QuietKat E-Bike Safety Article

Electric bicycles have forever altered the way we ride. Not only has it broadened the demographic that can get on two wheels and hit the trails (riding pedal-assist bikes has proven to be hugely beneficial for older riders) , but it has also opened up ride possibilities that we could never have imagined on analog bikes. Riding 25 miles straight into a national park and expecting to arrive at your campsite before the sun set would have been laughable without a motor and a battery.

But, as each bike company races to create an e-bike that will go faster, farther, and higher, more people are finding themselves in sticky, even dangerous situations, prompting e-bike enthusiasts to inquire...

Are e-bikes safe?

Yes, in a nutshell. e-bikes, like electric scooters, are safe when properly maintained and when riders follow traffic laws, general safety guidelines, take their time mounting and dismounting (no, seriously, simply toppling over has been a leading cause of serious injury), and, most importantly, wear a helmet. However, just like getting in a car, getting on an e-bike entails some risk.

Safety and injury prevention look different for everyone and vary significantly depending on whether you're riding your e-bike across town on bike paths and pavement or climbing thousands of feet in the woods to descend over roots and through rock gardens. However, there are a number of general guidelines and best practices to remember every time you board.

1. Fully Stop at All Stop Signs

This also applies to intersections. Although Washington State has made headlines for loosening some of the traffic laws that govern bikes (like they are legally allowed to roll through stop signs), it's always best practice to ride in the city in a way that is extremely predictable to a car. If there are bike lanes, it's always best to stay in them, use hand signals when turning, and keep a safe distance behind cars if you find yourself following one down a neighborhood street.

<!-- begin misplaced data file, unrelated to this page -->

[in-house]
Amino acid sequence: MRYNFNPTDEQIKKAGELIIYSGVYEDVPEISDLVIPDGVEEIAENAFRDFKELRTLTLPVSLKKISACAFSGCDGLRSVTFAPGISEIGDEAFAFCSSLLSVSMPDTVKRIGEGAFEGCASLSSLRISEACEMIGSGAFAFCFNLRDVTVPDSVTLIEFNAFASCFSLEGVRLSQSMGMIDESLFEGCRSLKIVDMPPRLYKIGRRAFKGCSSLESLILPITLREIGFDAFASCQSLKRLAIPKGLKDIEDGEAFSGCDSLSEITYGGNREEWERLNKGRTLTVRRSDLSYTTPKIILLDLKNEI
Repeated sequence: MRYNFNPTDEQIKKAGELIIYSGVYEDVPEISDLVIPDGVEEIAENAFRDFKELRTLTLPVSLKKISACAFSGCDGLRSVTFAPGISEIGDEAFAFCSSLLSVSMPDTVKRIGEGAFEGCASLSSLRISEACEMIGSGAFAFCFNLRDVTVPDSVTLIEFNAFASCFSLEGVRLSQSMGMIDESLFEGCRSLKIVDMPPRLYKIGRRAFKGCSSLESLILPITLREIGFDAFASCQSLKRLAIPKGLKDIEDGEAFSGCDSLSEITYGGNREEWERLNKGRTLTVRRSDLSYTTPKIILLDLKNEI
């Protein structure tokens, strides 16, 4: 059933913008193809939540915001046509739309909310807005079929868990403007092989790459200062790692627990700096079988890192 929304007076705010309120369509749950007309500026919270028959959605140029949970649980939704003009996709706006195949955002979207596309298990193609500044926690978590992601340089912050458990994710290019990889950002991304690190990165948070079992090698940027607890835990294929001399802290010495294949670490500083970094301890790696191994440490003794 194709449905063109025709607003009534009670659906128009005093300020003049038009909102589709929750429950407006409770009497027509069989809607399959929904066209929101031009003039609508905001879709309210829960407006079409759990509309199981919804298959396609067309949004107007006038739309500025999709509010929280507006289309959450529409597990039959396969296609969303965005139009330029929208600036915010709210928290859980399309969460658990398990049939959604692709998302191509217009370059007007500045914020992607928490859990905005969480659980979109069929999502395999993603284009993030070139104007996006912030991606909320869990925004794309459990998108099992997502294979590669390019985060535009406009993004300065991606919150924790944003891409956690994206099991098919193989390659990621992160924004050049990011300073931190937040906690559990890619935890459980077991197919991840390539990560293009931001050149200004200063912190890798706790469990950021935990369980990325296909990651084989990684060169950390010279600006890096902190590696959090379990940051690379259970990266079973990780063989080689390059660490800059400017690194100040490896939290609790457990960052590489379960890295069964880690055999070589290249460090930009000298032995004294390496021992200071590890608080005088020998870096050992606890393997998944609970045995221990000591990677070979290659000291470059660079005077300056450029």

We also advise adhering strictly to speed limits. While some electric bikes can reach speeds of up to 30 miles per hour, following speed limits in school zones or residential neighborhoods can keep you safe and on good terms with your neighbors.

2. Make Yourself Extremely Visible

Because electric bikes are so much faster than their analog counterparts, it can be difficult for traffic, pedestrians, and other riders to predict your speed. So doing everything you can to make yourself visible will be extremely beneficial to your safety. If you intend to ride at night, we recommend at the very least a reflective vest and flashing lights on your bike frame.

Before you pull out of the garage and start pedaling, consider your riding situation and potential hazards, and properly equip yourself with relevant safety gear.

3. Always Wear a Helmet

This is a no-brainer (pun intended), but it is one of the simplest ways to avoid injury. Did you know that wearing a helmet reduces your chances of suffering a serious head injury by 70%? The figures don't lie! Furthermore, in many states, riding around town without head protection, you can be issued a citation and even a fine. The simple truth is that it is not worth it!

4. Bring an Extra Battery

While running out of battery isn't necessarily dangerous if you're riding your electric bike around town, it's a different story if you're out in the woods far away from camp and you're running out of battery—especially if you left your camping gear at the campsite.

When you combine the QuietKat Pathfinder and the QuietKat Pathfinder Battery Charger, you're looking at an additional 10 pounds in your pack. It's well worth it to save yourself the trouble of pedaling a heavy, dead, electric mountain bike the long way home.

In town, having a battery charger on hand is extremely useful. You won't catch us rolling around without one if we're out for more than a quick errand! There are numerous locations where you can plug in your electric bike charger while on the go. With a creative imagination, you'll never be without a charge, from coffee shops to public libraries to campgrounds and parks, and even at your local bike shop.

5. Take Time to Learn Your Bike Before You Hit Features

We recommend taking some leisurely laps around the parking lot—even if it's just dropping off tall curbs and bunny hopping over puddles in the pavement—getting slowly acquainted with the feel, balance, and power of your new e-bike before attempting to ride it the same way you ride your analog bike.

In the end, it's true: when you hop on an electric mountain bike, you take a bit more risk than if you always rode your old faithful. However, when asked, "What are the disadvantages of electric bikes?" Our sincere response is "none."

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